Heritage Gateways

Official Sesquicentennial K-12 Education Project
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Pioneer Date Summary

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07/09/1847 - Crockett

Date: July 9, 1847

Fort Bridger, Wyoming:
Samuel Brannan and Thomas Williams, and possibly a few others returned toward South Pass to meet the detachment of the Mormon Battalion. Most of the advance party of the battalion remained with the pioneer company, again increasing its numbers.

At 8 a.m., the rest of the pioneers left their camp near Fort Bridger and traveled on rough roads. Erastus Snow wrote: "We took a blind trail, the general course of which is a little south of west, leading in the direction of the southern extremity of the Salt Lake which is the region we wish to explore." They were able to discern the trail left the previous year by the Donner-Reed party and others. After six and a half miles, they arrived at Cottonwood Creek and rested their teams.

During the warm afternoon, they ascended a long, steep, hill eight miles from Fort Bridger. [This was Bigelow Bench.] The descent on the other side was the steepest and most difficult they had yet come across. They passed some large drifts of snow. Thomas Bullock wrote: "Made two Snow balls, a refreshing bite at this time of year."

At 3 p.m., they crossed Muddy Fork, a steam about twelve feet wide, and camped on its banks. Tall grass the resembled wheat was plentiful. The mountain fever continued to afflict the camp. As some of the members got better, others took ill. Wilford Woodruff came down with it and also William Carter. Many of the other brethren spent the evening singing hymns for Brigham Young.

Mormon Ferry, Wyoming:
Thomas Grover, William Empey, John Higbee, and Jonathan Pugmire (of the battalion) did about $30.00 worth of blacksmithing. Appleton Harmon helped repair Edmond Ellsworth's wagon. Luke Johnson performed dentistry. Benjamin F. Stewart herded cattle. Francis M. Pomeroy searched for his horse. Edmond Ellsworth and James Davenport were sick.

On the Platte River, Nebraska:
The Jedediah M. Grant hundred was delayed because of a broken wagon. They watched the other companies disappear out of sight. They later caught up and camped on the banks of the Platte. Some of the men went to hunt buffalo during the day, but returned to the wagon without spotting any. The camp had to take a slightly different route than Brigham Young's pioneer camp, because the waters were higher and more mud slues had to be avoided. Jesse W. Crosby waded across the Platte. He wrote: "Found it one mile wide, three feet deep, one foot on an average, current three miles an hour." Several of the sisters washed in the warm water and noticed a large pine tree floating down the river.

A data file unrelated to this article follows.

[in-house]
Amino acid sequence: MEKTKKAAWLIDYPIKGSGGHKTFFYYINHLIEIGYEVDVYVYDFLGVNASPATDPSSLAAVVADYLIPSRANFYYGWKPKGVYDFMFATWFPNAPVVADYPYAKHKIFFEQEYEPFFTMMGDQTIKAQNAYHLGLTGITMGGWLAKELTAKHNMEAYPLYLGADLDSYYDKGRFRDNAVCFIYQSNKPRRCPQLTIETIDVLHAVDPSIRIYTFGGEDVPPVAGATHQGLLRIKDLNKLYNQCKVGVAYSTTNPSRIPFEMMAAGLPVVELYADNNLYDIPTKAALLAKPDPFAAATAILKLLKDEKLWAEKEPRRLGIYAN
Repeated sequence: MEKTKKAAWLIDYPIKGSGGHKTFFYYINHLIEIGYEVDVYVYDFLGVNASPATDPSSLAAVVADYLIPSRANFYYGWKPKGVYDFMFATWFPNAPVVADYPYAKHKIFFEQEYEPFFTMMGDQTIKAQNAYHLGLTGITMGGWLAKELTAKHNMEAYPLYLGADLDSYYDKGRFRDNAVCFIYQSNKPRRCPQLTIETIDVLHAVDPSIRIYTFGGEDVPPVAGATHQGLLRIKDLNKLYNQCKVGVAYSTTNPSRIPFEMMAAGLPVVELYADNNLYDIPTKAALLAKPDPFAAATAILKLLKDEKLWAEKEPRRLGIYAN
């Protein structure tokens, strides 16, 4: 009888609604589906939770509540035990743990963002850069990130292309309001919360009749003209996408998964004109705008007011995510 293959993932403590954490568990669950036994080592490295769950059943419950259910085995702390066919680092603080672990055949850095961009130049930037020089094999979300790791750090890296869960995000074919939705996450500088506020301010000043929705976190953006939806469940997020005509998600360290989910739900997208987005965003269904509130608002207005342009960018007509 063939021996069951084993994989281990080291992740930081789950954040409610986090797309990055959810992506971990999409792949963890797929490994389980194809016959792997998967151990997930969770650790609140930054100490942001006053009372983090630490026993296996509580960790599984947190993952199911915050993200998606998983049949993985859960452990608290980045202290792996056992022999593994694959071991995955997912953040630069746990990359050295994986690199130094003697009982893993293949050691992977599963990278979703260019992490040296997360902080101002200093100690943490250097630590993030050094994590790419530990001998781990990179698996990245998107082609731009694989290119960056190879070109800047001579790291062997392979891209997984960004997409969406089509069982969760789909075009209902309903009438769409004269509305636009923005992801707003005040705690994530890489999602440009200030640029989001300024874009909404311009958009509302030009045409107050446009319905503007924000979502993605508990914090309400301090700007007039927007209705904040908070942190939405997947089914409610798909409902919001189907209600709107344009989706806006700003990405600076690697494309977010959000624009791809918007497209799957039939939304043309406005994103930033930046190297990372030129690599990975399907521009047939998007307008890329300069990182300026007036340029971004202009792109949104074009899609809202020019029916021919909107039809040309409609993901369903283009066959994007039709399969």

Winter Quarters, Nebraska:
Mary Richards and Amelia Peirson Richards (wife of Willard Richards) took a walk on the bluffs above Winter Quarters. She wrote: "We gazed with delight upon our city of 8 months growth its beauty full gardins and extensive fields clothed with the fast growing corn and vegetables of every description above all things pleasing to the eyes of an Exile in the Wilderness of our afflictions."

Kearny detachment of battalion in Nevada:
The detachment crossed into present-day Idaho. They traveled thirty miles and camped at Big Spring.

Mormon Battalion, at Los Angeles, California:
The natives were very busy preparing the town for another Catholic celebration. The battalion received rumors that the Mexicans might try to use the festival to recapture the city by drawing the battalion out of their fort. Several brass cannons were brought in from San Pedro.

Company B, Mormon Battalion, at San Diego, California:
Company B took up their march for Los Angeles, departing their home in San Diego for almost four months. Then natives hated to see them leave and clung to them like children. The company traveled twelve miles and camped.


  • The Journal of Nathaniel V. Jones, Utah Historical Quarterly, 4:21
  • Howard Egan Diary, Pioneering the West, 93-4
  • Appleton Milo Harmon Goes West, 40
  • Erastus Snow Journal Excerpts, Improvement Era 15:249
  • Wilford Woodruff's Journal, 3:226
  • Watson, ed., The Orson Pratt Journals, 440-41
  • Bagley, ed., The Pioneer Camp of the Saints, 222
  • Ward, ed., Winter Quarters, The 1846-1848 Life Writings of Mary Haskin Parker Richards, 151
  • Beecher, ed., The Personal Writings of Eliza Roxcy Snow, 183
  • Jesse W. Crosby Journal, typescript, BYU, 35
  • Smart, ed., Mormon Midwife, The 1846-1888 Diaries of Patty Bartlett Sessions, 90
  • The Journal of Robert S. Bliss, Utah Historical Quarterly, 4:110
  • Ricketts, The Mormon Battalion, 158
  • Tyler, A Concise History of the Mormon Battalion, 297
Source: 150 Years Ago Today ©These materials have been created by David R. Crockett. Copies of these materials may be reproduced for teacher and classroom use. When distributing these materials, credit must be given to David R. Crockett. These materials may not be published, in whole or part, or in any other format, without the written permission of Mr. Crockett, Tucson Az, crockett@goodnet.com.